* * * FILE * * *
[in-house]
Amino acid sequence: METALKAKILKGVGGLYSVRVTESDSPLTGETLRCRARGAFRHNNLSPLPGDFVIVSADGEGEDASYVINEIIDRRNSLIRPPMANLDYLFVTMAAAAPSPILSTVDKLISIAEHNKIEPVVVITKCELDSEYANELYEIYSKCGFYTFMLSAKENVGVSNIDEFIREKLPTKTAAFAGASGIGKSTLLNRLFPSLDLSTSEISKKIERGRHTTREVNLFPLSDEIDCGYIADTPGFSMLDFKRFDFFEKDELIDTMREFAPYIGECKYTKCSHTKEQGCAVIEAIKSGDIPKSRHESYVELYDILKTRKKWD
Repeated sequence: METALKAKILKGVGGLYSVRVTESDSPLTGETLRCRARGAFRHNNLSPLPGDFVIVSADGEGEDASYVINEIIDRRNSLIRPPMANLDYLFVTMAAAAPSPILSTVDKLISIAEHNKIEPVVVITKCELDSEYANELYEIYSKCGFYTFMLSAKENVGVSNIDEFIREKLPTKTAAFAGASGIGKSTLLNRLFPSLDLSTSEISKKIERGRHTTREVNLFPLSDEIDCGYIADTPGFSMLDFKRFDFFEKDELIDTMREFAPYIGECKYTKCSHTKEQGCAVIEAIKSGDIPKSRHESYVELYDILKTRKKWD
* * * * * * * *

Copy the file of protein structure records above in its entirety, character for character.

[in-house]
Amino acid sequence: METALKAKILKGVGGLYSVRVTESDSPLTGETLRCRARGAFRHNNLSPLPGDFVIVSADGEGEDASYVINEIIDRRNSLIRPPMANLDYLFVTMAAAAPSPILSTVDKLISIAEHNKIEPVVVITKCELDSEYANELYEIYSKCGFYTFMLSAKENVGVSNIDEFIREKLPTKTAAFAGASGIGKSTLLNRLFPSLDLSTSEISKKIERGRHTTREVNLFPLSDEIDCGYIADTPGFSMLDFKRFDFFEKDELIDTMREFAPYIGECKYTKCSHTKEQGCAVIEAIKSGDIPKSRHESYVELYDILKTRKKWD
Repeated sequence: METALKAKILKGVGGLYSVRVTESDSPLTGETLRCRARGAFRHNNLSPLPGDFVIVSADGEGEDASYVINEIIDRRNSLIRPPMANLDYLFVTMAAAAPSPILSTVDKLISIAEHNKIEPVVVITKCELDSEYANELYEIYSKCGFYTFMLSAKENVGVSNIDEFIREKLPTKTAAFAGASGIGKSTLLNRLFPSLDLSTSEISKKIERGRHTTREVNLFPLSDEIDCGYIADTPGFSMLDFKRFDFFEKDELIDTMREFAPYIGECKYTKCSHTKEQGCAVIEAIKSGDIPKSRHESYVELYDILKTRKKWD